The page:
|Publication number||US7478286 B2|
|Application number||US 11/101,638|
|Publication date||Jan 13, 2009|
|Filing date||Apr 8, 2005|
|Priority date||Apr 8, 2005|
|Also published as||DE602006004783D1, EP1710709A2, EP1710709A3, EP1710709B1, US20060242348|
|Publication number||101638, 11101638, US 7478286 B2, US 7478286B2, US-B2-7478286, US7478286 B2, US7478286B2|
|Inventors||George P. Humphrey, William Edward Martin|
|Original Assignee||Linear Technology Corporation|
|Export Citation||BiBTeX, EndNote, RefMan|
|Patent Citations (24), Non-Patent Citations (2), Referenced by (9), Classifications (5), Legal Events (4)|
|External Links: USPTO, USPTO Assignment, Espacenet|
The present subject matter relates to techniques and circuitry to resolve issues that cause an electronic bus to be stuck in an unusable state.
Electronic circuits and systems often communicate with each other via a communication link referred to as a “bus.” A variety of bus architectures are well known. Simple buses uses as few as two active wires, although they may include additional wires for other functions. For example, an inter-integrated circuit (I2C) bus consists of two communication wires, a serial data line (SDA) and a serial clock line (SCL).
I2C buses are used to provide communications between two integrated circuits (ICs), for example, two or more ICs on a printed circuit board (PCB) or ICs on different PCBs. The I2C bus also may be used as a network link between electronic systems, for example in automation or control system applications. Architectures like the I2C bus are relatively easy to implement, however, there are problems. One common problem relates to situations in which one of the active lines of the bus becomes hung-up or stuck in a particular state that prevents further use of the bus.
An example of an I2C bus providing communications between an intelligent control device and one or more general purpose application oriented circuits may help to demonstrate the problem. In most such cases the intelligent control device is a microcontroller unit (or MCU), and the general purpose circuits are slave devices. Some examples of slave devices are temperature sensors, memories, system monitors and LED drivers. The I2C bus protocol involves bidirectional communication between the devices communicating. In a typical example, the MCU asserts the I2C bus, addresses the slave device and requests to make a read from its internal register. The slave device asserts the I2C bus with an acknowledge signal, and then proceeds to put data from its register on the I2C bus. The MCU clocks the slave device, to receive the data. The slave device puts a bit of data on the bus per clock pulse that it receives from the MCU.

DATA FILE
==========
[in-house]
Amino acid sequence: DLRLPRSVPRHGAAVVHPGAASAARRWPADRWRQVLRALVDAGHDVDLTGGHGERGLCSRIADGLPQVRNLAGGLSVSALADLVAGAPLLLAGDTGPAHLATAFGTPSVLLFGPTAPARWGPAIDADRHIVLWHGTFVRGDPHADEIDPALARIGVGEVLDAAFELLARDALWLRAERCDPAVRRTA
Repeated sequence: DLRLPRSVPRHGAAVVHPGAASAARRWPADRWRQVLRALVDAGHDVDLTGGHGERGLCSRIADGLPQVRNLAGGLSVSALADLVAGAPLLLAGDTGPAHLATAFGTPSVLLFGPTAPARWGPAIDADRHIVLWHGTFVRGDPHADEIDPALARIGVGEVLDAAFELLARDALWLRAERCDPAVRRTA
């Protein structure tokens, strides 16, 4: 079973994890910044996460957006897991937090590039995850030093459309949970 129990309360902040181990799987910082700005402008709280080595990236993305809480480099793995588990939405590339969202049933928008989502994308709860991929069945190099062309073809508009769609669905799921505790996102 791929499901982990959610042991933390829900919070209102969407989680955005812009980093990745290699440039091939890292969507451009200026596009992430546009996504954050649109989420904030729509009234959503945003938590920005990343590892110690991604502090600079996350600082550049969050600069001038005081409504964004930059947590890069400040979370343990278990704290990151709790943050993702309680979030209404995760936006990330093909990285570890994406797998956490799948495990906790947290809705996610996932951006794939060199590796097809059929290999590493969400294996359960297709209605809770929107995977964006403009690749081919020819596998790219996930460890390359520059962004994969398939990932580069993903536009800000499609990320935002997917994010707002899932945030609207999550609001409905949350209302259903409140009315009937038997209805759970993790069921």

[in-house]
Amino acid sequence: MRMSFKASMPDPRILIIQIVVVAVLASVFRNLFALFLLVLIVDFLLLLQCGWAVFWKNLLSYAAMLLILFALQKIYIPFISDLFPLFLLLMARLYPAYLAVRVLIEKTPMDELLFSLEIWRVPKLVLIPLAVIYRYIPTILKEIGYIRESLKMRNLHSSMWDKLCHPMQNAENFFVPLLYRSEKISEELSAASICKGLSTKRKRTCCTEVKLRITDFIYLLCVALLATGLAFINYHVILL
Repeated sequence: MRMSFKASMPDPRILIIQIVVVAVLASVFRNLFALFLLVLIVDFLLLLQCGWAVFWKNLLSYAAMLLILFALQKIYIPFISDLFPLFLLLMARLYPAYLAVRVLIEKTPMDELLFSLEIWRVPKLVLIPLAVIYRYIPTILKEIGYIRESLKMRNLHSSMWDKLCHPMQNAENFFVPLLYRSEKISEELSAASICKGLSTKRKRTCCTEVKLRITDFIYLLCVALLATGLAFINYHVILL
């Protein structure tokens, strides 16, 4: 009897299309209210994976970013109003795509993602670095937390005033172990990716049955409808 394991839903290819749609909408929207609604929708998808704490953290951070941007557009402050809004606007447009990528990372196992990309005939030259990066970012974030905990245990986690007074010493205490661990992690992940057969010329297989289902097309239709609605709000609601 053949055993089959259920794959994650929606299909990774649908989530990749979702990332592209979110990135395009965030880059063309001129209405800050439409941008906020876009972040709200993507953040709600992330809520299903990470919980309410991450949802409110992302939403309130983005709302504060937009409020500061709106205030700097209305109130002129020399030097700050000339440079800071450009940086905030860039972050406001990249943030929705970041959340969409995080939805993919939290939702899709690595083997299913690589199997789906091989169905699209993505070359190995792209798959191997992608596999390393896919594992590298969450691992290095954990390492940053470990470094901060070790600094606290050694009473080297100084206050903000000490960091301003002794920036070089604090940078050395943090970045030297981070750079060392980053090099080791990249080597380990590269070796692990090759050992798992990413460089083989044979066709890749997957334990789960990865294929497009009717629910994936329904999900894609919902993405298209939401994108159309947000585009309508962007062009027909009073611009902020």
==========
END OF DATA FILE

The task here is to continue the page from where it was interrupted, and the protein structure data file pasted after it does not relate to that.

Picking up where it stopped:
A problem occurs when the slave becomes out of sync with the master device, the MCU in the example. The slave device with data to send is waiting for another clock pulse, but the MCU thinks it has already sent out enough clock pulses. In the I2C protocol, a device asserts the bus by pulling the data line low. Hence, in this example, if the out-of-sync slave device is holding the data line low, all further communications are prevented, because that line is low and can not be cleared by the device until it receives another clock pulse (which the MCU does not intend to send). The I2C bus therefore is stuck.
Current systems must provide protection for this type of fault. Typically, systems must incorporate hardware and software to be able to identify, isolate and fix stuck I2C buses. Discrete hardware for these solutions requires valuable PCB space and may require dedicated connector pins. Under software control, the hardware must disconnect each card containing one or more slave devices, one at a time, until the fault clears, hence identifying the faulty card. Then, the software controls the hardware to reconnect to the faulty card only and send out clock pulses to clear the device that has been holding the bus low. If successfully received, these clock pulses allow the device to output its data. However, during this time, other devices remain disconnected and cannot use the bus.
Some systems, after identifying the bad card, require the card to be physically removed from the system and reinserted. Another solution is a system power cycle or analog switches to disconnect the power from specific circuits on the I2C bus. A power cycle will reset the device which is holding the bus low.
These methods are not very efficient. Pulling out cards or power cycling requires a significant amount of time and human involvement. Discrete hardware and software solutions using circuits to disconnect each card, one at a time to isolate a fault, require a significant amount of circuitry, PCB space and dedicated connector pins. Also, these solutions often require considerable time, during which the bus cannot even be used by other operative devices, while attempts are made to clear the device that caused the fault.